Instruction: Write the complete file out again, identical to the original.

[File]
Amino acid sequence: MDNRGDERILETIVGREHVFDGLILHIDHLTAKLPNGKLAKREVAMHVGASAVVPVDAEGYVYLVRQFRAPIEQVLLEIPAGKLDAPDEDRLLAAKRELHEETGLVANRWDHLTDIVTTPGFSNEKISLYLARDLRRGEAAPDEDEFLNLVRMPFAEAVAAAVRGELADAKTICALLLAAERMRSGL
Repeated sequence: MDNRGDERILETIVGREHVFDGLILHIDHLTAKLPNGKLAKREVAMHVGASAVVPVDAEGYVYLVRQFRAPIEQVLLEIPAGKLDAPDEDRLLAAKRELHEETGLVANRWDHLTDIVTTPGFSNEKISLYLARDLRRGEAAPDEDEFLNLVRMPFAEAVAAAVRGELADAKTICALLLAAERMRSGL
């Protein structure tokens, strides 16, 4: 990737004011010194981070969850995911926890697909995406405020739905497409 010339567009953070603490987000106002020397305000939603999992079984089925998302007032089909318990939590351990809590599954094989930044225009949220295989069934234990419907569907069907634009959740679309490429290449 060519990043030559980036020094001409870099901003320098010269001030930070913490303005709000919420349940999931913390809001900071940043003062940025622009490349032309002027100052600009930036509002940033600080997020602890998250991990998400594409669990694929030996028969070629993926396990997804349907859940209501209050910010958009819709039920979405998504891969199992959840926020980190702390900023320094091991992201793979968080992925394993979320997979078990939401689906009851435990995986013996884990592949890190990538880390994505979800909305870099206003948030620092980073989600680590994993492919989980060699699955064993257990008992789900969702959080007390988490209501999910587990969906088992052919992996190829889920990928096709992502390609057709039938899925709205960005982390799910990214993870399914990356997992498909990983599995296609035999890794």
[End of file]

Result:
Amino acid sequence: MDNRGDERILETIVGREHVFDGLILHIDHLTAKLPNGKLAKREVAMHVGASAVVPVDAEGYVYLVRQFRAPIEQVLLEIPAGKLDAPDEDRLLAAKRELHEETGLVANRWDHLTDIVTTPGFSNEKISLYLARDLRRGEAAPDEDEFLNLVRMPFAEAVAAAVRGELADAKTICALLLAAERMRSGL
Repeated sequence: MDNRGDERILETIVGREHVFDGLILHIDHLTAKLPNGKLAKREVAMHVGASAVVPVDAEGYVYLVRQFRAPIEQVLLEIPAGKLDAPDEDRLLAAKRELHEETGLVANRWDHLTDIVTTPGFSNEKISLYLARDLRRGEAAPDEDEFLNLVRMPFAEAVAAAVRGELADAKTICALLLAAERMRSGL
């Protein structure tokens, strides 16, 4: 990737004011010194981070969850995911926890697909995406405020739905497409 010339567009953070603490987000106002020397305000939603999992079984089925998302007032089909318990939590351990809590599954094989930044225009949220295989069934234990419907569907069907634009959740679309490429290449 060519990043030559980036020094001409870099901003320098010269001030930070913490303005709000919420349940999931913390809001900071940043003062940025622009490349032309002027100052600009930036509002940033600080997020602890998250991990998400594409669990694929030996028969070629993926396990997804349907859940209501209050910010958009819709039920979405998504891969199992959840926020980190702390900023320094091991992201793979968080992925394993979320997979078990939401689906009851435990995986013996884990592949890190990538880390994505979800909305870099206003948030620092980073989600680590994993492919989980060699699955064993257990008992789900969702959080007390988490209501999910587990969906088992052919992996190829889920990928096709992502390609057709039938899925709205960005982390799910990214993870399914990356997992498909990983599995296609035999890794």